Listen to Tim on WZIG-FM (104.1) in Palm Harbor,FL; KIT-AM (1280) in Yakima, Washington “The Morning News” with hosts Dave Ettl & Lance Tormey (weekdays. 6:00-9:00am Pacific). Or tune-in to Tim’s channel on YouTube. Click for TIM’S LIBRARY OF AUDIO CLIPS.

 

Posted in Politics | Tagged: , , , , | 2 Comments »

CONGRESSIONAL TERM LIMITS

Posted by Tim Bryce on November 6, 2017

BRYCE ON POLITICS

– It’s long overdue.

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To use this segment in a Radio broadcast or Podcast, send TIM a request.

As much as we are accustomed today to presidents serving two consecutive terms, this was not always so. In fact, prior to FDR only ten of the first 31 presidents were elected to second terms, that’s just 33%. In the 1800’s there were eight single term presidents between Jackson and Lincoln, and seven single term presidents between Grant and Teddy Roosevelt. Then along came FDR in the midst of the calamity of the Great Depression and World War II who was elected to an unprecedented four terms thereby ushering in the concept of the career politician. This of course was negated by the 22nd Amendment which now permits only two consecutive presidential terms. Since it was enacted, five out of eleven presidents were elected to consecutive terms (45%).

Our founding fathers had no concept of career politicians. It was expected you would serve a reasonable time in Congress before returning home and allowing someone else to take a turn. Although the presidency was Washington’s to keep as long as he wanted it, he unofficially established two terms as the maximum length of office for a president. He too saw the need for not allowing the government to stagnate and allow others to bring in fresh perspectives in the running of the country.

Today, politicians serving a single or double term are the exception as opposed to the rule. Consider for example, the late Senator Robert Byrd of West Virginia who served for over 50 years; Senator Ted Kennedy served almost 47 years; Senator Harry Reid of Nevada served 30 years in the Senate, and finally; House Speaker Nancy Pelosi has also served 30 years.

The concept of career politicians does not sit well with Americans anymore, particularly conservatives who believe such politics leads to cronyism and corruption, something they can no longer tolerate and represents the impetus to remove incumbents. Beyond this, there is a movement underfoot to enact term limits for members of Congress. After all, if it’s good enough for the president, it should be good enough for congressmen, right?

There are several proposals being bandied about, but my favorite is the one geared towards a maximum of twelve years in office, whereby:

A. Two, Six-year Senate terms
B. Six, Two-year House terms
C. One, Six-year Senate term and three, Two-Year House terms.

Further, a Congressman should collect a salary only while in office and receive no pay when he/she is out of office.

Opponents to term limits claim it sets up a “Lame Duck” scenario, but this could be argued over the presidential term limits as well.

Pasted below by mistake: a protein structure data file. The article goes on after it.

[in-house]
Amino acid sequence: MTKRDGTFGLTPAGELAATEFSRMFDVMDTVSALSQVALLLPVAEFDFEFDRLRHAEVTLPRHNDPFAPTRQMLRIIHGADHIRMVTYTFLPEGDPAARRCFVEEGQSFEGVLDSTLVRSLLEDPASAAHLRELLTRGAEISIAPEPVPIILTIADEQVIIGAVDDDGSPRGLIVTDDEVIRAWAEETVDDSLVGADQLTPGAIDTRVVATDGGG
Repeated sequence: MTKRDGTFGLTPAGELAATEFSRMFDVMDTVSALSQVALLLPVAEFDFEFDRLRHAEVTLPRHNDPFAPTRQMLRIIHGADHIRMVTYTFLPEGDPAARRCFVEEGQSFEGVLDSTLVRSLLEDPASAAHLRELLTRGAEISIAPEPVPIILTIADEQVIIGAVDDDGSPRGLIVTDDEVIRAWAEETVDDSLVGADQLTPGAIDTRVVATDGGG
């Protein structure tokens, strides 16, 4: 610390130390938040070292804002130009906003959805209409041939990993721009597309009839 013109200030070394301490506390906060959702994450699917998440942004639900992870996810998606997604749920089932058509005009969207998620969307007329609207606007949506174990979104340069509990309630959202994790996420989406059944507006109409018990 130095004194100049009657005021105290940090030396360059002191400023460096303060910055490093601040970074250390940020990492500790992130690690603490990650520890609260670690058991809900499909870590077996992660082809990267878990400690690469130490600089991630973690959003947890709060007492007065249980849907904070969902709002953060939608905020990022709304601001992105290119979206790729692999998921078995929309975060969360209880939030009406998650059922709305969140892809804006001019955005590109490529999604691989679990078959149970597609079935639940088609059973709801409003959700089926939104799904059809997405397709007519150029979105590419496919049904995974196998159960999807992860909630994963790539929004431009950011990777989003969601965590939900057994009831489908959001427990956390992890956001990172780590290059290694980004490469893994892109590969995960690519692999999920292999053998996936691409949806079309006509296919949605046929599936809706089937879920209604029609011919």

Bottom-line: the country is tired of “business as usual” and realizes career politicians lie at the crux of the problem. The message is clear: It is time to clean house.

First published: October 14, 2010

Keep the Faith!

Note: All trademarks both marked and unmarked belong to their respective companies.

Tim Bryce is a writer and the Managing Director of M&JB Investment Company (M&JB) of Palm Harbor, Florida and has over 40 years of experience in the management consulting field. He can be reached at timb001@phmainstreet.com

For Tim’s columns, see:   timbryce.com

Like the article? TELL A FRIEND.

Copyright © 2017 by Tim Bryce. All rights reserved.

Also read Tim’s columns in the THE HUFFINGTON POST

NEXT UP:  YOU CANNOT LEGISLATE COMMON SENSE – How about some simple lessons instead?

LAST TIME:  THE JOY OF SHAVING  – The burden of grooming one’s face repetitively.

Listen to Tim on WZIG-FM (104.1) in Palm Harbor,FL; KIT-AM (1280) in Yakima, Washington “The Morning News” with hosts Dave Ettl & Lance Tormey (weekdays. 6:00-9:00am Pacific). Or tune-in to Tim’s channel on YouTube. Click for TIM’S LIBRARY OF AUDIO CLIPS.

 

Posted in Politics | Tagged: , , , , | 2 Comments »

IS THERE REALLY A CASE FOR PRES. TRUMP’S IMPEACHMENT?

Posted by Tim Bryce on October 19, 2017

BRYCE ON POLITICS

– The short answer, No.

Click for AUDIO VERSION.
To use this segment in a Radio broadcast or Podcast, send TIM a request.

The short answer, No. The long answer requires an explanation. First, the president can be impeached for committing “high crimes and misdemeanors.” In the case of Richard Nixon in 1974, charges were being prepared for obstruction of justice, but Nixon resigned before he could be impeached. On the other hand, Bill Clinton was impeached in 1998 for perjury and obstruction of justice stemming from the sexual harassment lawsuit filed against him by Paula Jones. He was subsequently acquitted by the Senate. Both were embarrassing affairs, and both were politically motivated.

Today, we are hearing Democrats willing to press charges against President Donald Trump for various reasons, some claiming he obstructed justice in regards to the firing of former FBI Director James Comey. Others believe Trump is involved in a political relationship with Vladimir Putin and Russia to promote his business interests, his seeming determination to go to war, either with North Korea or Iran, and whatever else is bothering the Democrats at the moment. Despite all of the hyperbole of his accusers, the accusations are groundless. Nothing of substance has yet surfaced from the many Russian probes. James Comey’s actions are still being scrutinized, and even though there has been a lot of saber-rattling, the last time I checked we were still relatively at peace (aside from minor actions around the globe).